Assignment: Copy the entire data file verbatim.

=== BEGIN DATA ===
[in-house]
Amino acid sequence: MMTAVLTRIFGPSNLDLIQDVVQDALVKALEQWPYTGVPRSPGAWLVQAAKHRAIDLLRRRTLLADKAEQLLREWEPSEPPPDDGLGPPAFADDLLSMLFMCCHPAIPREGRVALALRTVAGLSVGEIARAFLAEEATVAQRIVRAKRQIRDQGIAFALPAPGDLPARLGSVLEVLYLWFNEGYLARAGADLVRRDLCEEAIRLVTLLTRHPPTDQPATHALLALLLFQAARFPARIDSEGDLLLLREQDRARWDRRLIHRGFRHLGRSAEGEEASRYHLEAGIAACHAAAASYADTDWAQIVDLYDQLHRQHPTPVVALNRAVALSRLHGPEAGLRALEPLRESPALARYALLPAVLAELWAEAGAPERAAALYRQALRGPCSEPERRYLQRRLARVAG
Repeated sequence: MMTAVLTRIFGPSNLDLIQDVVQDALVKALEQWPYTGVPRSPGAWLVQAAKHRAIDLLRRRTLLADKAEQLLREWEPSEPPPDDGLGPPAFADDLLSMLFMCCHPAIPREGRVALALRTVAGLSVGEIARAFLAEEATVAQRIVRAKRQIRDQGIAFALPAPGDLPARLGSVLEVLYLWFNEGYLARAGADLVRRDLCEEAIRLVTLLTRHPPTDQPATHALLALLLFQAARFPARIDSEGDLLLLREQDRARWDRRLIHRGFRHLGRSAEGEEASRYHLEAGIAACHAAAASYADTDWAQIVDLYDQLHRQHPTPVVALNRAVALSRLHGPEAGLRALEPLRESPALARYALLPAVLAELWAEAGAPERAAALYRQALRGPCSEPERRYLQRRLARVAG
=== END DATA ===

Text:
[in-house]
Amino acid sequence: MMTAVLTRIFGPSNLDLIQDVVQDALVKALEQWPYTGVPRSPGAWLVQAAKHRAIDLLRRRTLLADKAEQLLREWEPSEPPPDDGLGPPAFADDLLSMLFMCCHPAIPREGRVALALRTVAGLSVGEIARAFLAEEATVAQRIVRAKRQIRDQGIAFALPAPGDLPARLGSVLEVLYLWFNEGYLARAGADLVRRDLCEEAIRLVTLLTRHPPTDQPATHALLALLLFQAARFPARIDSEGDLLLLREQDRARWDRRLIHRGFRHLGRSAEGEEASRYHLEAGIAACHAAAASYADTDWAQIVDLYDQLHRQHPTPVVALNRAVALSRLHGPEAGLRALEPLRESPALARYALLPAVLAELWAEAGAPERAAALYRQALRGPCSEPERRYLQRRLARVAG
Repeated sequence: MMTAVLTRIFGPSNLDLIQDVVQDALVKALEQWPYTGVPRSPGAWLVQAAKHRAIDLLRRRTLLADKAEQLLREWEPSEPPPDDGLGPPAFADDLLSMLFMCCHPAIPREGRVALALRTVAGLSVGEIARAFLAEEATVAQRIVRAKRQIRDQGIAFALPAPGDLPARLGSVLEVLYLWFNEGYLARAGADLVRRDLCEEAIRLVTLLTRHPPTDQPATHALLALLLFQAARFPARIDSEGDLLLLREQDRARWDRRLIHRGFRHLGRSAEGEEASRYHLEAGIAACHAAAASYADTDWAQIVDLYDQLHRQHPTPVVALNRAVALSRLHGPEAGLRALEPLRESPALARYALLPAVLAELWAEAGAPERAAALYRQALRGPCSEPERRYLQRRLARVAG